Perspectives on the Arab Spring

Over the past several years, I have been reflecting on the Arab Spring from the perspective of the international community’s response, its implications for international security, and the violent nature of most of the transition processes. These posts have become more broadly focused on the Middle East and (North) Africa and more irregular as time has passed…

Extremism must be a problem shared

We are witnessing more terrorist attacks that occur across more countries and kill more people (and, importantly, more Muslims than non-Muslims). It is pointless for world leaders to issue shared statements of condemnation while continuing to pursue otherwise nationally-centred responses to the problem.

Extremism must be a problem shared

We are witnessing more terrorist attacks that occur across more countries and kill more people (and, importantly, more Muslims than non-Muslims). It is pointless for world leaders to issue shared statements of condemnation while continuing to pursue otherwise nationally-centred responses to the problem.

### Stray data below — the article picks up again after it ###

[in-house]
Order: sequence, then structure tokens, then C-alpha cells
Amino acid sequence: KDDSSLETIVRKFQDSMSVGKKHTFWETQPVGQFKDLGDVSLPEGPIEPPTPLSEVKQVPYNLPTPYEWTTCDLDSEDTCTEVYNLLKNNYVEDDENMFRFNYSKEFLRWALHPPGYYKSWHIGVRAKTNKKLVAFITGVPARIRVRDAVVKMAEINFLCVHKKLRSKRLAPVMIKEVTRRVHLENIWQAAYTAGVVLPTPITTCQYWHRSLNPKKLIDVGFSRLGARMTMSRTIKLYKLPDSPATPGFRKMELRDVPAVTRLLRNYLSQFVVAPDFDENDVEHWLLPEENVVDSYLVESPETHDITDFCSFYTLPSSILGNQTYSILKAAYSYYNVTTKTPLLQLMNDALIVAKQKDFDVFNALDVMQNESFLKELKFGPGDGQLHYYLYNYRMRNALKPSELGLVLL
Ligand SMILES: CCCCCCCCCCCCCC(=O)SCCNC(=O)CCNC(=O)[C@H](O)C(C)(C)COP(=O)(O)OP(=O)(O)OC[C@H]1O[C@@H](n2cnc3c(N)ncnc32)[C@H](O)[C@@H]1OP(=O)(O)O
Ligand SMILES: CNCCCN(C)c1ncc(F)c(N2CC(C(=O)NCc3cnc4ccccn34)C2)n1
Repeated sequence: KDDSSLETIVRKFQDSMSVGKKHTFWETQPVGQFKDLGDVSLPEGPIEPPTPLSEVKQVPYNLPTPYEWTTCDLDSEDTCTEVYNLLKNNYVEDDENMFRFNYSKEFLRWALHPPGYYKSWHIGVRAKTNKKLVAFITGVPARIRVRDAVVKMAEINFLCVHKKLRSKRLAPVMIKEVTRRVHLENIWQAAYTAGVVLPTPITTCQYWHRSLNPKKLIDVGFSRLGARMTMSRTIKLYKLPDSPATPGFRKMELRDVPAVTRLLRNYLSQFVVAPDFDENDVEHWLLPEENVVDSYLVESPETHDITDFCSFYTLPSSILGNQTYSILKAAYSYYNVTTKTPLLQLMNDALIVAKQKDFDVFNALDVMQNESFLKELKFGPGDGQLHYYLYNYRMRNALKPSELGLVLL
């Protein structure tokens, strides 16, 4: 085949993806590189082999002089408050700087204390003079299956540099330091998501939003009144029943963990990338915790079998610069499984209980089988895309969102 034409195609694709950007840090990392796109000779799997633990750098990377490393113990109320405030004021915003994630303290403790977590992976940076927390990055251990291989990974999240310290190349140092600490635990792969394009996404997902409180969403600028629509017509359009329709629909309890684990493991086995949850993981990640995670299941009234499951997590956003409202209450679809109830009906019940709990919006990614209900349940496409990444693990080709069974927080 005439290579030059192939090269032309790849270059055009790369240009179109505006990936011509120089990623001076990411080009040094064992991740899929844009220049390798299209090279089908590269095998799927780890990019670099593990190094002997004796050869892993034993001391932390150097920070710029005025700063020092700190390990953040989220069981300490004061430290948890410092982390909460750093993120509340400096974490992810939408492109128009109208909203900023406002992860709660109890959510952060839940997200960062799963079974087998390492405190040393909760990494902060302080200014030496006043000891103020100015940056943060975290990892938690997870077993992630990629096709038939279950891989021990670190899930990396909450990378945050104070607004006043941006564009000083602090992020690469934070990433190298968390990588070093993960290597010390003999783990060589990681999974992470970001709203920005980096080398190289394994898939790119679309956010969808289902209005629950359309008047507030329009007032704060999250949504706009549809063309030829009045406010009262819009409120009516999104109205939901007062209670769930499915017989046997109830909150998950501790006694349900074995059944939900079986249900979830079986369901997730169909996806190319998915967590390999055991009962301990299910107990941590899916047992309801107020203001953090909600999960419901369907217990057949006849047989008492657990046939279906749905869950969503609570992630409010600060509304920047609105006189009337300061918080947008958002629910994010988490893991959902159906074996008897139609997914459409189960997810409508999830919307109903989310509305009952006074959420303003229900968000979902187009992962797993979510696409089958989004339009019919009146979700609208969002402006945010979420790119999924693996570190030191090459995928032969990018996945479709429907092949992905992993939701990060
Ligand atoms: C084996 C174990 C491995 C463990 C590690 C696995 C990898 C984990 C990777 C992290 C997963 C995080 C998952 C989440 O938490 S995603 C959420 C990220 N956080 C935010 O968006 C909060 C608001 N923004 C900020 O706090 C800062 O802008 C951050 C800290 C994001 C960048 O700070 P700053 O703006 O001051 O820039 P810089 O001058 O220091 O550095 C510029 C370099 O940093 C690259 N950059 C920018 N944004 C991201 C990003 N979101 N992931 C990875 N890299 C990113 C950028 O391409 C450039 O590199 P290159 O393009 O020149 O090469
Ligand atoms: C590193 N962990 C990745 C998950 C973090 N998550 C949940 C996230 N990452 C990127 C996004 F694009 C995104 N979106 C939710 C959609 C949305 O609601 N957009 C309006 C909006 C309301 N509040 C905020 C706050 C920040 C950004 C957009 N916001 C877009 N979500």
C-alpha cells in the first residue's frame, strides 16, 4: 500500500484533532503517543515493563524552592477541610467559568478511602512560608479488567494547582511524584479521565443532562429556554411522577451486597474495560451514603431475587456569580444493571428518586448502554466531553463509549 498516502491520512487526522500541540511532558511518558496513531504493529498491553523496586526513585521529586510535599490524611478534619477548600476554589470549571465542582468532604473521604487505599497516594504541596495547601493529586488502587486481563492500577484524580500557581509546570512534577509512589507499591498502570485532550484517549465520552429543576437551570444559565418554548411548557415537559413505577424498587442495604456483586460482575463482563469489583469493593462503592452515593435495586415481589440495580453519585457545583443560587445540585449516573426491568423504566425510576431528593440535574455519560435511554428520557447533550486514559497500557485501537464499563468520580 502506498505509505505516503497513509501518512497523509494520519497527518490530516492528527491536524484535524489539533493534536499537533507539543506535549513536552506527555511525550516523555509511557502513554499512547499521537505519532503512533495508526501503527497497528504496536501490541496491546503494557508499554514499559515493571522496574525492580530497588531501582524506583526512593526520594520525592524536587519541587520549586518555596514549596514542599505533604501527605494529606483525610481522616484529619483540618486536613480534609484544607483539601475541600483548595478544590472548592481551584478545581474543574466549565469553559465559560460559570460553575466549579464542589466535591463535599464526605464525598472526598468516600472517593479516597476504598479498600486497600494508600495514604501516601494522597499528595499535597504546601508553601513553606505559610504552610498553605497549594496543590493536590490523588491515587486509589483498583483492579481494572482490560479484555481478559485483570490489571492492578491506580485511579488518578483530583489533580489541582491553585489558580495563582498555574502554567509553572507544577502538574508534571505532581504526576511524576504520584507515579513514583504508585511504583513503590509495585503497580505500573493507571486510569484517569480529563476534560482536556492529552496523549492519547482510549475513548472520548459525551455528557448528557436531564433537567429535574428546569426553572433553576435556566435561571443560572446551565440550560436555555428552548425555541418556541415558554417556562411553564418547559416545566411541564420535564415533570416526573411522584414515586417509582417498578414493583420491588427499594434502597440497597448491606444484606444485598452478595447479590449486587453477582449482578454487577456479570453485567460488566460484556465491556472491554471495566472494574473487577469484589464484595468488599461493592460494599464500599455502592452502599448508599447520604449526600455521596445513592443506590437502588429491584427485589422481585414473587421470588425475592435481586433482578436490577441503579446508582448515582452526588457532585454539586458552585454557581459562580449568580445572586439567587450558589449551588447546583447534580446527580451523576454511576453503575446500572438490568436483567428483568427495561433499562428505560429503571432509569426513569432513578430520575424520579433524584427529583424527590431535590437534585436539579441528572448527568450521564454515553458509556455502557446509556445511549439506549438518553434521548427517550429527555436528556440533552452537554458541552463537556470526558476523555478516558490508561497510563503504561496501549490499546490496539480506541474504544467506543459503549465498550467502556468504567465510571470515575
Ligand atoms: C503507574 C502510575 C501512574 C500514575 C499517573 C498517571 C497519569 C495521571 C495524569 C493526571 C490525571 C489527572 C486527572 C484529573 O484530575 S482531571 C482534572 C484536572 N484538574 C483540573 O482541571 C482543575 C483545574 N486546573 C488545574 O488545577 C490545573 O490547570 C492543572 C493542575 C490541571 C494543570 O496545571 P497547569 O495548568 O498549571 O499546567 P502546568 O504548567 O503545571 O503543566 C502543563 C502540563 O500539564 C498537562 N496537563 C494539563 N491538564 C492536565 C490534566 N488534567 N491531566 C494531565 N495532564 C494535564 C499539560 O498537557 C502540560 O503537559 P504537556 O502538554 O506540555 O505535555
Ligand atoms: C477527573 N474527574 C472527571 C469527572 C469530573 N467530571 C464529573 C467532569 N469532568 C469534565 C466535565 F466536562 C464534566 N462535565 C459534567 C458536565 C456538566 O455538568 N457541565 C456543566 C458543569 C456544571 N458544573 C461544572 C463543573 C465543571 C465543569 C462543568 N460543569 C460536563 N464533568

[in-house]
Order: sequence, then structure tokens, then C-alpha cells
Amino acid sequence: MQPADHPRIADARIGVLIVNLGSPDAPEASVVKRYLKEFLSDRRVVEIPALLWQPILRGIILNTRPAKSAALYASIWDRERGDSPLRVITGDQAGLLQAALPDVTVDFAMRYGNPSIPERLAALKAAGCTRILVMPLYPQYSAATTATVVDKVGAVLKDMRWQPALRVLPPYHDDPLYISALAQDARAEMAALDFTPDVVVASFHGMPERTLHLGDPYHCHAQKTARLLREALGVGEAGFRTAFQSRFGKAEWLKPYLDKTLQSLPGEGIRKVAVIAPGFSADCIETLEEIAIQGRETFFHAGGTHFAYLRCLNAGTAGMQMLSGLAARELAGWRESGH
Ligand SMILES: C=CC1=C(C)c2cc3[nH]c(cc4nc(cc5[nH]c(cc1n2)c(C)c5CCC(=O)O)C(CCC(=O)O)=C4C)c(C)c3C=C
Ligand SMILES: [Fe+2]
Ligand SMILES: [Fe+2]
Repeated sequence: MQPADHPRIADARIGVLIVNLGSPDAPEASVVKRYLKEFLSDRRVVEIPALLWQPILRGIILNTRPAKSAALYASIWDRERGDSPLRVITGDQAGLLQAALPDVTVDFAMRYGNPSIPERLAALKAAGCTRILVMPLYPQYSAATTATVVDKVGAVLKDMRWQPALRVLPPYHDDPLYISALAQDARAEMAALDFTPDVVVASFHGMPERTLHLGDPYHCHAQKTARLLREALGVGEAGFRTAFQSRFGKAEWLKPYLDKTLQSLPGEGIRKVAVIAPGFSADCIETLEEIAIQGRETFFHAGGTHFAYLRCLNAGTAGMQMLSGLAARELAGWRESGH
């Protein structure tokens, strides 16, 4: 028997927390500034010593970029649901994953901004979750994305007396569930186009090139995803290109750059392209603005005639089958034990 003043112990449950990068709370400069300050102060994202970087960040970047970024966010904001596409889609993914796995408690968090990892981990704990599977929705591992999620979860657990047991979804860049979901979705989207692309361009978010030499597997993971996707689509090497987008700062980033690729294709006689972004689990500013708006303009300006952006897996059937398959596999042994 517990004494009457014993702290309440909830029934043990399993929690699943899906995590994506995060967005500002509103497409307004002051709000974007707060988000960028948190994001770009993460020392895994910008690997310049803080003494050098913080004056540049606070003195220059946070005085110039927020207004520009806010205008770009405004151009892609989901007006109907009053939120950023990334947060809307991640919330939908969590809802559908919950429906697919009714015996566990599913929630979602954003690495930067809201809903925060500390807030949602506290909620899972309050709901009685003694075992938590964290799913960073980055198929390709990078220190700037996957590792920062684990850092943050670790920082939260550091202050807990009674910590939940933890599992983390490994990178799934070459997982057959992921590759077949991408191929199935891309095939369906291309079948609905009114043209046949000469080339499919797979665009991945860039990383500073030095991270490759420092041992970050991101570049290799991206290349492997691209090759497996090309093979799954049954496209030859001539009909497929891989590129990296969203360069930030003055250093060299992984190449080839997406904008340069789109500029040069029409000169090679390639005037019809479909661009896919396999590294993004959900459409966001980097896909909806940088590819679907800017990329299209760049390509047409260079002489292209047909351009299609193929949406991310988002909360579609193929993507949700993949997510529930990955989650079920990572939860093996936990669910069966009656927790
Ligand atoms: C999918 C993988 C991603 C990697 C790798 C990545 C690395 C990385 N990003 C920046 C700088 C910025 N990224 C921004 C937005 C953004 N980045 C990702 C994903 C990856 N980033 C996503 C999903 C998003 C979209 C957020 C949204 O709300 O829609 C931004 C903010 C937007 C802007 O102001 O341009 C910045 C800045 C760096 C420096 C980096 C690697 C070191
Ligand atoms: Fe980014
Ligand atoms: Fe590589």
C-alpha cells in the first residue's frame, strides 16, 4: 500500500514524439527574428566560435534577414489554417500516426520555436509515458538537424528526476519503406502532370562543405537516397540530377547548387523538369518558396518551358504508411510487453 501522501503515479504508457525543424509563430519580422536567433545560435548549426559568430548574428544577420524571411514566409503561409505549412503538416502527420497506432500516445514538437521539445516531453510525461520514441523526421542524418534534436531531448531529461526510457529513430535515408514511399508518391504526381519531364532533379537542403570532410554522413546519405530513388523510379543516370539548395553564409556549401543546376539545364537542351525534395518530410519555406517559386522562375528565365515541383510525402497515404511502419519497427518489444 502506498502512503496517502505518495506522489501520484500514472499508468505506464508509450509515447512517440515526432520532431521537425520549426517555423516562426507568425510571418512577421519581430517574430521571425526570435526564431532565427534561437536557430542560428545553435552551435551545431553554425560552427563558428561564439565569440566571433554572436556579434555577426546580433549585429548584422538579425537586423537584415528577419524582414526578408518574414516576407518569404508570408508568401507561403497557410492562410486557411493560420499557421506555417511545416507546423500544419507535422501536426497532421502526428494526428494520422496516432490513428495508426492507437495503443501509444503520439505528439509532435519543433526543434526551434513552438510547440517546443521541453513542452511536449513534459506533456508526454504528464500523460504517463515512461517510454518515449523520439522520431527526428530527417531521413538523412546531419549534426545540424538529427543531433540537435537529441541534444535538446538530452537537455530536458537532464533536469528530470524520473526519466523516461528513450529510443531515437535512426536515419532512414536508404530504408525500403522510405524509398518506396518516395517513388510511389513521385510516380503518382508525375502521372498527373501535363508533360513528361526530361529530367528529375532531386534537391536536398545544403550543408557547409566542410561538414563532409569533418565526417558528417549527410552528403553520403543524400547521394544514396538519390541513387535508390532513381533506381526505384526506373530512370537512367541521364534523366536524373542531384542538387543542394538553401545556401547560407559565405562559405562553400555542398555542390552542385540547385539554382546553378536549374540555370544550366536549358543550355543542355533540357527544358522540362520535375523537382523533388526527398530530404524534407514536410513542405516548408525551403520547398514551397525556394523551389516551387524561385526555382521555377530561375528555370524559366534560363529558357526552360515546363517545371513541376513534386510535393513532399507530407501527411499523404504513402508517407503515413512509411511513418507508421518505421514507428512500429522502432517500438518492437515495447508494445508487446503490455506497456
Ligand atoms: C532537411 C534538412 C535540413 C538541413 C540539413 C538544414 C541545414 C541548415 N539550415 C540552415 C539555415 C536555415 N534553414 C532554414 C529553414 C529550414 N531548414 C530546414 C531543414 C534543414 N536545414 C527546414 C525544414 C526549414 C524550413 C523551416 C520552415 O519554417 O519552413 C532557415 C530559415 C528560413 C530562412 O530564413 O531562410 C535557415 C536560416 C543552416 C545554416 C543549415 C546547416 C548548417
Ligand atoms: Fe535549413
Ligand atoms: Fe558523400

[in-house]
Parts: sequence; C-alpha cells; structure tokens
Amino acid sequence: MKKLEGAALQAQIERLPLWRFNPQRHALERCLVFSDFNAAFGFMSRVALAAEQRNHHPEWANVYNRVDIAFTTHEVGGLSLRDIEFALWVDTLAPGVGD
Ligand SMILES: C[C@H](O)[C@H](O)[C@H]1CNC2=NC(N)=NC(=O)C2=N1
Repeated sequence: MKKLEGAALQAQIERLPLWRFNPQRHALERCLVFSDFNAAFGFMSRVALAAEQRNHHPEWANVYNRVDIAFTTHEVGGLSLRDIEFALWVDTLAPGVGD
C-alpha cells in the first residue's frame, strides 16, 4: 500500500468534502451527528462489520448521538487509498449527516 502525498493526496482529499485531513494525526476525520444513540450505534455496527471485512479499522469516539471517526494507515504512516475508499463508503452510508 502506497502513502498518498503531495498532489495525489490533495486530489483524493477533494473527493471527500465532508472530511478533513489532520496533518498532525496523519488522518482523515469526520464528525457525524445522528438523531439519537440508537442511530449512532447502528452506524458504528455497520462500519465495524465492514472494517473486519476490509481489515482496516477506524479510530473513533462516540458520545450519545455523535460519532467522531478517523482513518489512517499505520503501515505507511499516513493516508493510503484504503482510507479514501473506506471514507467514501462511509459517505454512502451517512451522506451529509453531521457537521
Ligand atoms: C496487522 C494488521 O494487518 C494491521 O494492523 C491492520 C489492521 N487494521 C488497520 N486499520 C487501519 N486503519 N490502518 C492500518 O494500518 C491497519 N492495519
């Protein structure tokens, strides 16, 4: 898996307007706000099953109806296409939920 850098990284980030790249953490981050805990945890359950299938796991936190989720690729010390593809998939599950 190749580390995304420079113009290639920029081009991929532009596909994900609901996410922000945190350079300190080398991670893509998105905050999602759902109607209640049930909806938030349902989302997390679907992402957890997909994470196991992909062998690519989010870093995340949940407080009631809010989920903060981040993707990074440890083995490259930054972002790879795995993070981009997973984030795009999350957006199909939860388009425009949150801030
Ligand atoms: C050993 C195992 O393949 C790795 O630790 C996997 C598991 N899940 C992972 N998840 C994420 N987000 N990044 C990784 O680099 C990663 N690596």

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Prepare for more drones, and less all-out war

As drone technology advances and proliferates ever further, national and international security interests will increasingly come to be seen being served better by drones than by expeditionary campaigns. That said, the temptation for more state (and non-state) actors to use drones and to do so more often, will not necessarily make the world a safer or less violent place.

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Syria and the wider crisis of international diplomacy

What we see in Syria now illustrates the inability of global leaders to lead and offer strategic vision of engagement with each other that would enable a more constructive and pragmatic approach to problem-solving. Not only does this harm great power interests but with a look at the ever worsening humanitarian crisis in and around Syria it also makes a mockery of the values they purport to defend.

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